STARGAZING: A date with Pluto

Ken Tapping is an astronomer with the National Research Council's Dominion Radio Astrophysical Observatory, Penticton.

On July 14, after a journey taking more than nine years, the New Horizons spacecraft will pass close to the planet Pluto. We will get our first detailed views of that world and its moons. Then the spacecraft will continue on its journey outward, passing by some more distant objects, and then proceed onward into interstellar space.

Pluto was discovered in 1930, as a tiny dot that changed position in the interval between two pictures of the same area of sky. Since then our views of what we used to call the outermost planet in the Solar System never got much better than that. The best images showed a fuzzy disc with darker and lighter blotches on it. That was enough to establish that Pluto has a diameter of about 1100 km, about a quarter of the diameter of the planet Mercury and a third of the diameter of our Moon. In 1978 a moon was discovered, and named Charon, a suitable attendant for the god of the underworld. Since then additional moons have been found, and named Nix, Hydra, Kerberos and Styx. However, Pluto is so far away the only way to learn much more is to have a closer look.

As information accumulated about Pluto, it became clear that there are things casting doubt on it being a planet like the others. Firstly, all the other planets have their orbits lying more or less in the same plane, like marbles rolling on a plate. Pluto’s orbit is a distinct angle to that plane. Secondly all the other planets follow paths around the Sun that do not cross the paths of other planets; they all stay in their own lanes. Pluto on the other hand has an orbit that crosses the orbit of the planet Neptune; its orbit is unusually elongated; its distance from the Sun varies from 29 to 49 times the Earth’s distance from the Sun. Pluto takes almost 250 years to complete one orbit — a Plutonian Year.

The Earth’s orbit is nearly circular, and the seasons are due to our planet’s axis of rotation being inclined, so that in the Northern summer, the Northern Hemisphere is leaning towards the Sun. That means the Southern Hemisphere is leaning away from the Sun, making it winter there. Six months later the situation is reversed. Pluto’s situation is very different from ours. Its seasons are largely driven by its changing distance from the Sun. When it’s at its greatest distance from the Sun its surface temperature is about -240 C. Half a Plutonian Year later, which is 125 of our years, it is at its closest to the Sun, and the temperature rises to a not-very-balmy -220 C. At those temperatures the main gases in our atmosphere would be permanently frozen solid. It has been suggested that Pluto’s surface rocks are made up mainly of solid nitrogen, with some carbon monoxide and methane. There is a thin atmospheric made up of these gases, giving the world a hazy horizon.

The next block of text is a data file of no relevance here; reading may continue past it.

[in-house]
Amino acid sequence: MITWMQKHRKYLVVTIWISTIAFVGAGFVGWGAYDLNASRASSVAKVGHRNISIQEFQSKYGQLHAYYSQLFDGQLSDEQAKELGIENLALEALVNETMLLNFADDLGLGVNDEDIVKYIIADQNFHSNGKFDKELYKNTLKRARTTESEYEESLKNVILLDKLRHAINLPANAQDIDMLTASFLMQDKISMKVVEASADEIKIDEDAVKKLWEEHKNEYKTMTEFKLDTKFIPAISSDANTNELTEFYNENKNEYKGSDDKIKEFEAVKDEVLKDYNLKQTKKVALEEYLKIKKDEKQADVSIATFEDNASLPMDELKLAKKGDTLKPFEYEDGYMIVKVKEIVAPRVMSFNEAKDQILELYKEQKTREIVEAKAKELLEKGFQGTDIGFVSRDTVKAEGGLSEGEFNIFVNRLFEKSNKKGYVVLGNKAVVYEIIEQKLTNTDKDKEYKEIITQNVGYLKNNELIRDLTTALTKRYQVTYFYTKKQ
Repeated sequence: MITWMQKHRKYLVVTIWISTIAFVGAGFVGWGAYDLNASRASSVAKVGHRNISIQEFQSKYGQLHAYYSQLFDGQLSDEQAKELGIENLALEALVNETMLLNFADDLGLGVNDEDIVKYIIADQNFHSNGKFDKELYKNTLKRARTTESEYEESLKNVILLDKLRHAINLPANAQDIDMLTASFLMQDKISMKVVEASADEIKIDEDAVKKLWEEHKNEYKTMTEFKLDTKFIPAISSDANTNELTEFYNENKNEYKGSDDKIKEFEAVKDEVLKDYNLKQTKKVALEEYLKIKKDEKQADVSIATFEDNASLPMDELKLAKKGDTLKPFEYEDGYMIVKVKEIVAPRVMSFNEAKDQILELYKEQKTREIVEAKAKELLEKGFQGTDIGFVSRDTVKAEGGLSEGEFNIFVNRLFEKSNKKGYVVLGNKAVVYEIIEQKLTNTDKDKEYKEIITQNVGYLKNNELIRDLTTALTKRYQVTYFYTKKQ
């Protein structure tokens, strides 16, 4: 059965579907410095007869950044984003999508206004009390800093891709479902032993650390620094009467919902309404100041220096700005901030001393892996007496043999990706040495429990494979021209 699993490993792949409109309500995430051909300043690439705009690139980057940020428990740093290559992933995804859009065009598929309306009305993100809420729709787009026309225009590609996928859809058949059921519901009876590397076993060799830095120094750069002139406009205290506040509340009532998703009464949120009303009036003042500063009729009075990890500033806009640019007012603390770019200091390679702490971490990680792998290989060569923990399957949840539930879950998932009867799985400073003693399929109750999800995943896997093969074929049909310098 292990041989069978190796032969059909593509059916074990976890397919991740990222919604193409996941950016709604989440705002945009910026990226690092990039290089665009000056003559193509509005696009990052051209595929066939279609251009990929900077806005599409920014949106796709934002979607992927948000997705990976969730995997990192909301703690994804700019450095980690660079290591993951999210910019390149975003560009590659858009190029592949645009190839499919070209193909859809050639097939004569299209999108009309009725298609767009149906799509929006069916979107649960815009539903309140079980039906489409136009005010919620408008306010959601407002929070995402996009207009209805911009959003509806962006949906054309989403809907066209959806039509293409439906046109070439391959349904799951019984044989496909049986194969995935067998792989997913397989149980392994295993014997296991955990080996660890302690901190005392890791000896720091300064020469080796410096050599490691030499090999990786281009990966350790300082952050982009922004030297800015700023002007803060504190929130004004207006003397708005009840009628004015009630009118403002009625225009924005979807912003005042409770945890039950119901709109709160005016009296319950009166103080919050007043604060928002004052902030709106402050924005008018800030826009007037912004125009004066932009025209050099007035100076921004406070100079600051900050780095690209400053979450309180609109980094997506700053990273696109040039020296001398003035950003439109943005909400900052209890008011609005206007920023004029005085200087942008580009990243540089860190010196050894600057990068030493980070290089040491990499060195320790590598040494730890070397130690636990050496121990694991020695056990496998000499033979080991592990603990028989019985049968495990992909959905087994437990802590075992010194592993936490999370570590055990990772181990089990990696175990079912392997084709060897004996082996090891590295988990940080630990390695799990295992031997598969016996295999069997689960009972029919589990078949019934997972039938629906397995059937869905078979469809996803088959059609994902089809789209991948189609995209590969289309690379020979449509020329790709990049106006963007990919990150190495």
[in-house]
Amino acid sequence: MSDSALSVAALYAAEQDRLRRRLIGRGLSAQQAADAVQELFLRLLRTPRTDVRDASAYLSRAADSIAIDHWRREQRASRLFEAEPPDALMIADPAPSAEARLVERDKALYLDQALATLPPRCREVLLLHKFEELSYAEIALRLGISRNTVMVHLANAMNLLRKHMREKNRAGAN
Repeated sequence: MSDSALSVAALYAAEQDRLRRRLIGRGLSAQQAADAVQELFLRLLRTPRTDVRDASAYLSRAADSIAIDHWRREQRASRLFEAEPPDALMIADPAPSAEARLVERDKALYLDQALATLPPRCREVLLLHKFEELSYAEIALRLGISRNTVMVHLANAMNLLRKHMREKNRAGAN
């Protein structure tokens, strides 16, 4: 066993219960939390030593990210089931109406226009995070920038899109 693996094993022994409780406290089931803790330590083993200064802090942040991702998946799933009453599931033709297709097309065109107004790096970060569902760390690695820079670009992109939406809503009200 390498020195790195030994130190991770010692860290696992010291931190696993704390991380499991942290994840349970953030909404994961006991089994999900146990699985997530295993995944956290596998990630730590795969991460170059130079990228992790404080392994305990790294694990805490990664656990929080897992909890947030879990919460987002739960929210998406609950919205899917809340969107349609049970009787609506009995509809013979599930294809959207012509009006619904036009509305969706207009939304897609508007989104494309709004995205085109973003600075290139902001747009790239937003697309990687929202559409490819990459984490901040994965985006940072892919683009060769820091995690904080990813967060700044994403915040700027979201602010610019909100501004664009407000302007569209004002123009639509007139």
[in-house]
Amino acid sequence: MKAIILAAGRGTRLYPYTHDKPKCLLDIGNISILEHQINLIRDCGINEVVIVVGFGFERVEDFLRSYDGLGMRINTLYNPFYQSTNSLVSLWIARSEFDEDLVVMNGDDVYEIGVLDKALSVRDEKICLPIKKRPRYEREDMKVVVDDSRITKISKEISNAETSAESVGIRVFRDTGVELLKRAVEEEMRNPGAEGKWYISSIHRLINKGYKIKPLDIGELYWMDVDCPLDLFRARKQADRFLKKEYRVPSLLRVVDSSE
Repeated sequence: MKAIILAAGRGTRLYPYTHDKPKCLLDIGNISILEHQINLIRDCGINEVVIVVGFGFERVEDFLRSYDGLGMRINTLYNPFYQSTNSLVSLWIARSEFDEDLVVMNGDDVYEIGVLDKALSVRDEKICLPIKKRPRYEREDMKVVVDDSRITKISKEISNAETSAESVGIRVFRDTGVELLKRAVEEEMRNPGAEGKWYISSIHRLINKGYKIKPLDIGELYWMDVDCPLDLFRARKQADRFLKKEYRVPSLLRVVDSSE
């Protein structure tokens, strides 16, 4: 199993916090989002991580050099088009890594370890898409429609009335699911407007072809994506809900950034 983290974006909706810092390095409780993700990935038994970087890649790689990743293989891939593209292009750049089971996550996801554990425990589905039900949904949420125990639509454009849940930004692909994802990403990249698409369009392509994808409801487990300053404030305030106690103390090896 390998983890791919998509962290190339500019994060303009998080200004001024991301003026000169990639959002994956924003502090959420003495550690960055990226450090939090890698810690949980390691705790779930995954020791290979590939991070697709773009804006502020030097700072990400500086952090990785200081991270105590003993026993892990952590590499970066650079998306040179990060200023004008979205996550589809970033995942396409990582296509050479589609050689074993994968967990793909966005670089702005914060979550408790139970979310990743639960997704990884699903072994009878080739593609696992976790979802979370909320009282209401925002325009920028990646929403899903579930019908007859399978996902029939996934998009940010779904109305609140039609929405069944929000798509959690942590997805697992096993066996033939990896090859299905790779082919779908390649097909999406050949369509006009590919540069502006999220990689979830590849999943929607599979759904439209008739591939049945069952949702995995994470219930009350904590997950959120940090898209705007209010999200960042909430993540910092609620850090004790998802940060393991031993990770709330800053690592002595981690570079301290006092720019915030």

Back in the 1930’s, Pluto was believed to be the outermost planet in the Solar System, with the possibility that at some point even more distant planets would be discovered. However now we believe that beyond Neptune the objects fall into a different class. They are small, icy objects that never got to coagulate into planets. Their region of the Solar System is known as the Kuiper Belt, and the bodies known as Kuiper Belt Objects. These are chunks of the original building material used to make the planets, which is why we want a closer look at some of these objects.

Imagine Pluto’s rocky landscape, dimly lit by the distant Sun, which just looks like a particularly bright star. The sky is black and filled with stars. The horizon is hazy. The Earth is so far away it is lost in the Sun’s glare. It is unbelievably cold. That is what our best scientific results and imaginations can do for us at the moment. After July 14 we will have a better picture of what itís like on Pluto, the most distant object we have yet visited.

Venus and Jupiter lie low in the western sky after sunset. Venus is the brightest. Saturn is in the southern sky during the night. The Moon will reach Last Quarter on the 8th.

Ken Tapping is an astronomer with the National Research Council’s Dominion Radio Astrophysical Observatory, Penticton


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